Candidate Richard “Rip” Sullivan Jr. says he will not take campaign contributions from the political-action committee of energy giant Dominion. If the Democrat wins election to the 48th House of Delegates seat – and sticks to his pledge – that would make Sullivan unique among the seven-member Arlington delegation in Richmond.
All incumbent members of the state Senate and House of Delegates representing parts of Arlington have accepted contributions (and in several cases, intangible gifts) from Dominion over the past two years, according to data from the nonpartisan Virginia Public Access Project (VPAP).
According to the figures, over the last 18 months Dominion has contributed $3,000 to state Sen. Barbara Favola (D-31st) and Del. Rob Krupicka (D-45th); $2,500 to state Sen. Janet Howell (D-32nd); $2,000 to Del. Alfonso Lopez (D-49th); $1,500 to Del. Patrick Hope (D-47th); and $1,000 to state Sen. Adam Ebbin (D-30th) and then-Del. Bob Brink (D-48th).
Howell also received Washington Redskins tickets worth $492 and Hope was hosted at a dinner with a value of $52, according to VPAP figures.
Dominion’s political-action committee, which is funded by donations from company executives and employees, is among the most voluminous donors to state political campaigns in Virginia; its contributions since the start of 2013 total about $1.33 million. Republicans tend to receive more than Democrats, but members of both parties tend to benefit. The three current statewide office-holders – Gov. McAuliffe, Lt. Gov. Ralph Northam and Attorney General Mark Herring, Democrats all – have received Dominion donations for their campaigns over the past 18 months.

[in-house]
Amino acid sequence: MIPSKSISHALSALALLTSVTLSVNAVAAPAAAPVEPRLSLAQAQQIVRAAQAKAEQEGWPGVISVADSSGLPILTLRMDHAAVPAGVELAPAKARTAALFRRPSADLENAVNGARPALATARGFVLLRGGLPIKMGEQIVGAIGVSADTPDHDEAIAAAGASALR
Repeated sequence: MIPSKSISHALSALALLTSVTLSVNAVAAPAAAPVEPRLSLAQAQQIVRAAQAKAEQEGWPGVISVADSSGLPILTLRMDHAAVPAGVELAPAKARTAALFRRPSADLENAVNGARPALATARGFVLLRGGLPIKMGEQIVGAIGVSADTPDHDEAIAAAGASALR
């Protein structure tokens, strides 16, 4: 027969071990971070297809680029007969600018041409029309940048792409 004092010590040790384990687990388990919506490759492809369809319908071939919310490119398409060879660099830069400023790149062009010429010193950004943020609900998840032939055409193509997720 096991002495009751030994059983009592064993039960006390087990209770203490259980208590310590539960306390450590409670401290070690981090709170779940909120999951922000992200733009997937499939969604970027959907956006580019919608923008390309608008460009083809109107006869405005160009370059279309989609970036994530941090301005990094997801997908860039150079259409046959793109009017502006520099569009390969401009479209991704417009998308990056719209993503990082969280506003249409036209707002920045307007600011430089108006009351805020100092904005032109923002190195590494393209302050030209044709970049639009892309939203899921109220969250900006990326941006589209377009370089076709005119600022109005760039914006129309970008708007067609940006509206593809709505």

Sullivan, who is running against Republican David Foster in the Aug. 19 special election to fill Brink’s seat, said at an Aug. 11 forum his refusal to take Dominion’s campaign cash didn’t mean he won’t work with the power giant on important issues.
“I absolutely want to do that, Day 1,” he said. “I have no problem with Dominion.”
At the Aug. 11 debate, Foster said he would accept contributions from Dominion, and suggested he received one. But a search of campaign data from the VPAP has not turned up any.
There is a $7,500 contribution – his largest – from the “Dominion Leadership Trust,” but that is a political committee associated with House Speaker William Howell (R-Fredericksburg), not the utility company.
Because of the truncated timetable for the special election, getting a complete handle on campaign financing is not without challenges. VPAP reports, based on documents filed by the candidates through the State Board of Elections, show Sullivan raised $112,585 in cash and in-kind contributions through Aug. 8, and Foster raised $98,792.
Large campaign contributions after that date are required to be reported on a daily basis, but more complete receipt-and-expenditure data won’t be available until after the race is decided by voters.
At the debate, both Sullivan and Foster came out in favor of enhanced ethics rules for state lawmakers. But Foster said he wanted to give new restrictions, enacted during the 2014 session, a chance to play out before deciding how to move forward.